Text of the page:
The FSA has censured Bank of Scotland after finding it guilty of “very serious misconduct” which led to it being bailed out by the Government and taken over by Lloyds Banking Group.
The regulator says a fine in this case would be “both merited and substantial” but has decided against imposing a financial penalty as it says the taxpayer has already bailed out the bank once through the Lloyds takeover of Halifax Bank of Scotland in January 2009.
The FSA says a fine would just force the taxpayer to pay twice for the same misconduct.
The censure is against the conduct of Bank of Scotland’s corporate division between January 2006 and December 2008.
The FSA says the corporate division pursued an “aggressive growth strategy” that focused on high-risk, sub-investmentgrade lending.
Its portfolio was high-risk which posed significant risk to big borrowers. When market conditions started to deteriorate in 2007, the division pushed for a greater market share as other lenders started to pull out of the market.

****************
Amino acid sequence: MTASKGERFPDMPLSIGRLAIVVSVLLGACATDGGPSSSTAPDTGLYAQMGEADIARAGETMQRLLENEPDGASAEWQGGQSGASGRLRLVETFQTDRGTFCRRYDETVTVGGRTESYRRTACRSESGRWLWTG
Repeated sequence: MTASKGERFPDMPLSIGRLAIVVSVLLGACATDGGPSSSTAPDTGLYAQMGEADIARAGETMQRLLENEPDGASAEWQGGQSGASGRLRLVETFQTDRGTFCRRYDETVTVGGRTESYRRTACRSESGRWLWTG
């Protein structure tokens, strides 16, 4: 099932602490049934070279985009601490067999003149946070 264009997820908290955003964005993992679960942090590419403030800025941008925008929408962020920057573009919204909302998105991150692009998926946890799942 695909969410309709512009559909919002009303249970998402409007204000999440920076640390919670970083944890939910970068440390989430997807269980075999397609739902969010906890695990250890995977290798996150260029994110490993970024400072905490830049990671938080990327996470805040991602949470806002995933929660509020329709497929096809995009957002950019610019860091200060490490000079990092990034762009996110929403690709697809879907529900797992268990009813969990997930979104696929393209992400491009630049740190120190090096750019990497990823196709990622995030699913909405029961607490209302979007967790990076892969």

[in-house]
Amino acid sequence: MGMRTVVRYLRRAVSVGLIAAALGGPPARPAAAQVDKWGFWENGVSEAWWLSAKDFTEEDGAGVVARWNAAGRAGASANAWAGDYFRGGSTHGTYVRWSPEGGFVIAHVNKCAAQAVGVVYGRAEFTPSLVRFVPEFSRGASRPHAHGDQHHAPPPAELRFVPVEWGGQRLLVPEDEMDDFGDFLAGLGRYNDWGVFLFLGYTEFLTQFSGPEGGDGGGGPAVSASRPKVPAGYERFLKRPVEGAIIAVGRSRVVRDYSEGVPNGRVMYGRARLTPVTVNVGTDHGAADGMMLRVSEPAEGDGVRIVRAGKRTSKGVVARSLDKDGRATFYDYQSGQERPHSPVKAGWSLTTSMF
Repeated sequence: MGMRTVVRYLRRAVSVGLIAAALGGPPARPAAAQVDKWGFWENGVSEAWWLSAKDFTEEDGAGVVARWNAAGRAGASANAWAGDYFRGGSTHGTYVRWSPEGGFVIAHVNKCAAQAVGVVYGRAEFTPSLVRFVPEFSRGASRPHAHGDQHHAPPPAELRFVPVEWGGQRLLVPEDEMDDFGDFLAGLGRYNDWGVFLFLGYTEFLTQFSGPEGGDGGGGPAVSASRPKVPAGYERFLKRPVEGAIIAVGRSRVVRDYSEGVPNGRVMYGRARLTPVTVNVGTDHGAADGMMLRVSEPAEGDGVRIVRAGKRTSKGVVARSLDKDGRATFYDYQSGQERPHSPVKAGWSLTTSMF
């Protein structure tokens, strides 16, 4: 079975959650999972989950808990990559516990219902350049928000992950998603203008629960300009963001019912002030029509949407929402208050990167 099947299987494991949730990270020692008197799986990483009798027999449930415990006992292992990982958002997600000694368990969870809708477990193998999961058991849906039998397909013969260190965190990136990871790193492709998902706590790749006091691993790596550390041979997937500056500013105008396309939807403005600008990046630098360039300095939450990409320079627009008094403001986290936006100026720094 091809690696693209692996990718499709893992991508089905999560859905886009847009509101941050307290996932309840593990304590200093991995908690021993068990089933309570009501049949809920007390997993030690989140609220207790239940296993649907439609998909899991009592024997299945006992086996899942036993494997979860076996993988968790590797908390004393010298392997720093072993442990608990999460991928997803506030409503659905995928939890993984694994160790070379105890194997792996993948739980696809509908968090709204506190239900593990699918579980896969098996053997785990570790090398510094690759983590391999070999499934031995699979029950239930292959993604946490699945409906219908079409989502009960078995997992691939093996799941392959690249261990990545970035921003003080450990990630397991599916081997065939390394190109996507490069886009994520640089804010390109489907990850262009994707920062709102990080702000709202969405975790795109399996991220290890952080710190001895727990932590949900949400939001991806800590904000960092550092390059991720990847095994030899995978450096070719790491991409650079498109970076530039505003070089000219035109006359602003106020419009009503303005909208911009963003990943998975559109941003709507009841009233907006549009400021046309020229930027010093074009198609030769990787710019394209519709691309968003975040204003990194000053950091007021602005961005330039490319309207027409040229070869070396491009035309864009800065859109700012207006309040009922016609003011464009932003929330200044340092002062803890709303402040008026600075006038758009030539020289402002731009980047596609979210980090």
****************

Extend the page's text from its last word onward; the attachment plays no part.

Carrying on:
At the start of 2006, 52 per cent, or £44.4bn, of the corporate division’s loanbook was exposed to the commercial property market. By the end of 2008, this had grown to 56 per cent or £68.1bn.
Over this period, Bank of Scotland made repeated statements in its internal business plans that the bank was adopting a “selective and cautious approach to lending”.
In February 2009, Lloyds announced that the level of impairments on Bank of Scotland’s lending portfolio had been increased from £3.3bn to about £7bn.
The FSA says there was a lack of focus on managing risk across the portfolio and serious weaknesses in identifying transactions which showed signs of stress. It says other enforcement proceedings against HBOS are ongoing. A public interest report into the causes of HBOS’s failure will be published once these proceedings have concluded.
Evolve Financial Planning director Jason Witcombe says: “It strikes me that this is too little too late.”